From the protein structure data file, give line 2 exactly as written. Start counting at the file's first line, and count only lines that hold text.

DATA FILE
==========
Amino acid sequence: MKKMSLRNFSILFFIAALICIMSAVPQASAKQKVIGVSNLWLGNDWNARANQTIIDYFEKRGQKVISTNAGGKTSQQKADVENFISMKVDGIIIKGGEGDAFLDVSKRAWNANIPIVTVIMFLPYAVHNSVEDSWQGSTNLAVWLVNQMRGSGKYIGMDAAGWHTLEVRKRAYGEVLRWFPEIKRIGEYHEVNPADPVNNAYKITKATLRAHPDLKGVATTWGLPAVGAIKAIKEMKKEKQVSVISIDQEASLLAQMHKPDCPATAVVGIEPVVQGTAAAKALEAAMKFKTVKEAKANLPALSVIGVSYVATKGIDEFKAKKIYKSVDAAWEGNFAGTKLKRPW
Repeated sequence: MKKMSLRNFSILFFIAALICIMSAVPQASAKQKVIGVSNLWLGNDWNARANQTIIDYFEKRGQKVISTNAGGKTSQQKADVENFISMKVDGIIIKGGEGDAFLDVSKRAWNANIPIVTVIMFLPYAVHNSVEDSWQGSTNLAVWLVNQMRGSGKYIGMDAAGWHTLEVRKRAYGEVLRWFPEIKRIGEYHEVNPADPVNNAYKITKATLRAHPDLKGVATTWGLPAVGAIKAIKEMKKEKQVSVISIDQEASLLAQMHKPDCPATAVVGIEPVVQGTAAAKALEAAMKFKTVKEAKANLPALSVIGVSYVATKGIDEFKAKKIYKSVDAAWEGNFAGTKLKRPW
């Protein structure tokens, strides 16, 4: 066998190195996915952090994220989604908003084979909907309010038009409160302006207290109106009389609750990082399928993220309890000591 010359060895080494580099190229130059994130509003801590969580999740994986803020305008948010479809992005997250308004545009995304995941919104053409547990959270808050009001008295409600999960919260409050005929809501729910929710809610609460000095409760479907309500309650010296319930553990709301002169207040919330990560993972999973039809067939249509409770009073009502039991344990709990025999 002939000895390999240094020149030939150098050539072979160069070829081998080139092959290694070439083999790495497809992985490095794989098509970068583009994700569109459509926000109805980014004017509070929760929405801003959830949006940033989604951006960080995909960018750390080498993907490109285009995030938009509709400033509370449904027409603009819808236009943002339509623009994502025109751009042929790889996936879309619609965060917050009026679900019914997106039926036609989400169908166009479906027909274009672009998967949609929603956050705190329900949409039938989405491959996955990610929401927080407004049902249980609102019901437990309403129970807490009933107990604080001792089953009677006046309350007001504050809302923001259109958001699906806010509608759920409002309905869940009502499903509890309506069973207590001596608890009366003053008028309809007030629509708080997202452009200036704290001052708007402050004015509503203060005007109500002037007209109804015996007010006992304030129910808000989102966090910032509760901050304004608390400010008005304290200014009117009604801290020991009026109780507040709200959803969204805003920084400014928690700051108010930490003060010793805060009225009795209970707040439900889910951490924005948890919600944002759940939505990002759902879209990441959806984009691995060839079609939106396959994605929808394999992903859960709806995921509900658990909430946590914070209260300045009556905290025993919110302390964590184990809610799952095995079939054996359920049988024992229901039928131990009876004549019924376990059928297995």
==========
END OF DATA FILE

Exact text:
Repeated sequence: MKKMSLRNFSILFFIAALICIMSAVPQASAKQKVIGVSNLWLGNDWNARANQTIIDYFEKRGQKVISTNAGGKTSQQKADVENFISMKVDGIIIKGGEGDAFLDVSKRAWNANIPIVTVIMFLPYAVHNSVEDSWQGSTNLAVWLVNQMRGSGKYIGMDAAGWHTLEVRKRAYGEVLRWFPEIKRIGEYHEVNPADPVNNAYKITKATLRAHPDLKGVATTWGLPAVGAIKAIKEMKKEKQVSVISIDQEASLLAQMHKPDCPATAVVGIEPVVQGTAAAKALEAAMKFKTVKEAKANLPALSVIGVSYVATKGIDEFKAKKIYKSVDAAWEGNFAGTKLKRPW